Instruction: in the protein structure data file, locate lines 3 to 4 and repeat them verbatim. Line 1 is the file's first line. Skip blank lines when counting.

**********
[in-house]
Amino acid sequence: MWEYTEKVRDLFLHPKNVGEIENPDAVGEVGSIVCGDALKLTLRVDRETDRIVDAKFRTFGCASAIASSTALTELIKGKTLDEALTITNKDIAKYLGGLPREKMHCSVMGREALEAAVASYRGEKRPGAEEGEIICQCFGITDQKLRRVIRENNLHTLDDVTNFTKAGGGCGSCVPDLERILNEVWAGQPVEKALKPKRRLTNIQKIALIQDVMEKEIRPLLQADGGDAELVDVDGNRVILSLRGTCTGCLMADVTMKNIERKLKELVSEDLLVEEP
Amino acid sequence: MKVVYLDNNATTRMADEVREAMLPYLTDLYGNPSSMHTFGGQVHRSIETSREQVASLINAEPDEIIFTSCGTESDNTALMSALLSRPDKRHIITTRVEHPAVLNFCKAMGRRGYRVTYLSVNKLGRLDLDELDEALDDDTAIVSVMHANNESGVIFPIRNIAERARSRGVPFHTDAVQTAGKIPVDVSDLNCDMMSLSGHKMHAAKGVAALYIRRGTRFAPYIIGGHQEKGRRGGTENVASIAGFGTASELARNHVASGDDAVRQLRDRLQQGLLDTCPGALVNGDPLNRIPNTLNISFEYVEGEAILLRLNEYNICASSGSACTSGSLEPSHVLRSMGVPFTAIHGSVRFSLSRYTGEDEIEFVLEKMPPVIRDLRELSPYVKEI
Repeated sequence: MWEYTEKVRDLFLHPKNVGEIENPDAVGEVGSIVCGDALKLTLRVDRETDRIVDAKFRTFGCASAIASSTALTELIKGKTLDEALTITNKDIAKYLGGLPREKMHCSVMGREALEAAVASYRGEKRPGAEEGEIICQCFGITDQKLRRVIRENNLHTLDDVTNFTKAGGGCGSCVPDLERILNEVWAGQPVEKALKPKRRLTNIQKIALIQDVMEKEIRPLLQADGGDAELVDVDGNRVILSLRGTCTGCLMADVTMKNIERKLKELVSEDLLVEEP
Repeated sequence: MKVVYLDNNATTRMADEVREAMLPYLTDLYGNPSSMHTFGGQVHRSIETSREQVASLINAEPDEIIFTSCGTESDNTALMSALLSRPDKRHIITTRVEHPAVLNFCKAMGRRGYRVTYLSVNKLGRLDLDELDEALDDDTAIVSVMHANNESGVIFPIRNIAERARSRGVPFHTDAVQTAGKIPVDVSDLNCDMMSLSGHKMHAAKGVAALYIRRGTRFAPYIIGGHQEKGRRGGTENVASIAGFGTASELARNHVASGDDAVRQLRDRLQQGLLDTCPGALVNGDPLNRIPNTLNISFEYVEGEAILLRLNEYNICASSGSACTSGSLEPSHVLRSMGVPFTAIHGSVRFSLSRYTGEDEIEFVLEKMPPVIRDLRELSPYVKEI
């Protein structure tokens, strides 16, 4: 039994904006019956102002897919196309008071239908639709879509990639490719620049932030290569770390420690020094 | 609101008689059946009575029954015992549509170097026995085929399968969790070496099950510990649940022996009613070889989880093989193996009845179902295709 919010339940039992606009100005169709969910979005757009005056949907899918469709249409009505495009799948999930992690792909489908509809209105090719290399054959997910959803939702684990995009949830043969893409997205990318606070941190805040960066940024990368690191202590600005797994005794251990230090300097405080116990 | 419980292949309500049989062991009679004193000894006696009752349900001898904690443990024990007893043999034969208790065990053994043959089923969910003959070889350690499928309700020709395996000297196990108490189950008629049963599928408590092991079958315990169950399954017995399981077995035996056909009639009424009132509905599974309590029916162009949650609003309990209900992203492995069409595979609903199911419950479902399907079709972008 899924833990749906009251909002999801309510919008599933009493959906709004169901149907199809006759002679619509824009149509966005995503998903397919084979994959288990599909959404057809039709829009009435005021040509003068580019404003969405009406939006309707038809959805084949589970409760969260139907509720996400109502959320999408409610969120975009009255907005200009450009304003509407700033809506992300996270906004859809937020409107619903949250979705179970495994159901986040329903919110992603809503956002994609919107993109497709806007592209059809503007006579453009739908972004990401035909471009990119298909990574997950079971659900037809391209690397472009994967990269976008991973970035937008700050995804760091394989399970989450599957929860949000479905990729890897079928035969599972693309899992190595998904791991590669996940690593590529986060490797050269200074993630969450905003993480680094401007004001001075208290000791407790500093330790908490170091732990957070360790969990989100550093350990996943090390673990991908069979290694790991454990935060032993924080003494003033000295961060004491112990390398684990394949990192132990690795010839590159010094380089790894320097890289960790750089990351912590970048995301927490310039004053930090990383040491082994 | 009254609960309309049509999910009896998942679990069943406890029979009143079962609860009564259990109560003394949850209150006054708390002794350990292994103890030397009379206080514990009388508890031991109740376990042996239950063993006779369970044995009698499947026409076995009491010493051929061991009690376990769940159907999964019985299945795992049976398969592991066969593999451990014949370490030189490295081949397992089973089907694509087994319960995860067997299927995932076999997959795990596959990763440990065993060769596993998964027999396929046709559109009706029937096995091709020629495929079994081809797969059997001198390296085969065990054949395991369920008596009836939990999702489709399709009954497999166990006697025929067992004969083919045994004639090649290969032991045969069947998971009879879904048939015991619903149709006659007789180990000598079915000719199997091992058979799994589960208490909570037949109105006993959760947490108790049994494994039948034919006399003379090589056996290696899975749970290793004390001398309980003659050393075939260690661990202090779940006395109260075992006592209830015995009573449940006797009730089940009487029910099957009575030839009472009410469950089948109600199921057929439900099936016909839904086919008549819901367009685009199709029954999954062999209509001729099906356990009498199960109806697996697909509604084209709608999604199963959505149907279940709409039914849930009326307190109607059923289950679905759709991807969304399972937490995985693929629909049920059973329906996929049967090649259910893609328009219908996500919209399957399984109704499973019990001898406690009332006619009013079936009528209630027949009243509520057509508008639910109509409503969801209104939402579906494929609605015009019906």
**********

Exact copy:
Amino acid sequence: MKVVYLDNNATTRMADEVREAMLPYLTDLYGNPSSMHTFGGQVHRSIETSREQVASLINAEPDEIIFTSCGTESDNTALMSALLSRPDKRHIITTRVEHPAVLNFCKAMGRRGYRVTYLSVNKLGRLDLDELDEALDDDTAIVSVMHANNESGVIFPIRNIAERARSRGVPFHTDAVQTAGKIPVDVSDLNCDMMSLSGHKMHAAKGVAALYIRRGTRFAPYIIGGHQEKGRRGGTENVASIAGFGTASELARNHVASGDDAVRQLRDRLQQGLLDTCPGALVNGDPLNRIPNTLNISFEYVEGEAILLRLNEYNICASSGSACTSGSLEPSHVLRSMGVPFTAIHGSVRFSLSRYTGEDEIEFVLEKMPPVIRDLRELSPYVKEI
Repeated sequence: MWEYTEKVRDLFLHPKNVGEIENPDAVGEVGSIVCGDALKLTLRVDRETDRIVDAKFRTFGCASAIASSTALTELIKGKTLDEALTITNKDIAKYLGGLPREKMHCSVMGREALEAAVASYRGEKRPGAEEGEIICQCFGITDQKLRRVIRENNLHTLDDVTNFTKAGGGCGSCVPDLERILNEVWAGQPVEKALKPKRRLTNIQKIALIQDVMEKEIRPLLQADGGDAELVDVDGNRVILSLRGTCTGCLMADVTMKNIERKLKELVSEDLLVEEP